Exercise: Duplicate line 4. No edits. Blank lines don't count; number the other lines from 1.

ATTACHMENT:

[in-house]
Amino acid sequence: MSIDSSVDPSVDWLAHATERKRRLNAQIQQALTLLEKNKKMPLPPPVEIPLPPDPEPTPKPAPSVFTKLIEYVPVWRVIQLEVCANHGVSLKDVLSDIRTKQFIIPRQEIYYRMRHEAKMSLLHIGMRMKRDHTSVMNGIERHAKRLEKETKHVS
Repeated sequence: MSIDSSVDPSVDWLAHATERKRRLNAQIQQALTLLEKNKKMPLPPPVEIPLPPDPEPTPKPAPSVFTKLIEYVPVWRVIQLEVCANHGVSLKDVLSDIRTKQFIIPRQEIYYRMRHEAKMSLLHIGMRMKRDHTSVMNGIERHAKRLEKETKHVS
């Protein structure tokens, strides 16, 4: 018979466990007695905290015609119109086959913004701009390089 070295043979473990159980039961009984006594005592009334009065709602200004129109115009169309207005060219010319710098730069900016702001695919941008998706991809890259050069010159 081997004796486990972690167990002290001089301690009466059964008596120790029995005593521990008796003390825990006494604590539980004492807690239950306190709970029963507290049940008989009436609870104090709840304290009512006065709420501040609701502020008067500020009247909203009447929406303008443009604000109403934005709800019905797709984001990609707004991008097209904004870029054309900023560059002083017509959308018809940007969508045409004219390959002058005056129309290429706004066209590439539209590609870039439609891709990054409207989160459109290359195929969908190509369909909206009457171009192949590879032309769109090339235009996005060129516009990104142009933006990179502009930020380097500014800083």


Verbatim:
């Protein structure tokens, strides 16, 4: 018979466990007695905290015609119109086959913004701009390089 070295043979473990159980039961009984006594005592009334009065709602200004129109115009169309207005060219010319710098730069900016702001695919941008998706991809890259050069010159 081997004796486990972690167990002290001089301690009466059964008596120790029995005593521990008796003390825990006494604590539980004492807690239950306190709970029963507290049940008989009436609870104090709840304290009512006065709420501040609701502020008067500020009247909203009447929406303008443009604000109403934005709800019905797709984001990609707004991008097209904004870029054309900023560059002083017509959308018809940007969508045409004219390959002058005056129309290429706004066209590439539209590609870039439609891709990054409207989160459109290359195929969908190509369909909206009457171009192949590879032309769109090339235009996005060129516009990104142009933006990179502009930020380097500014800083």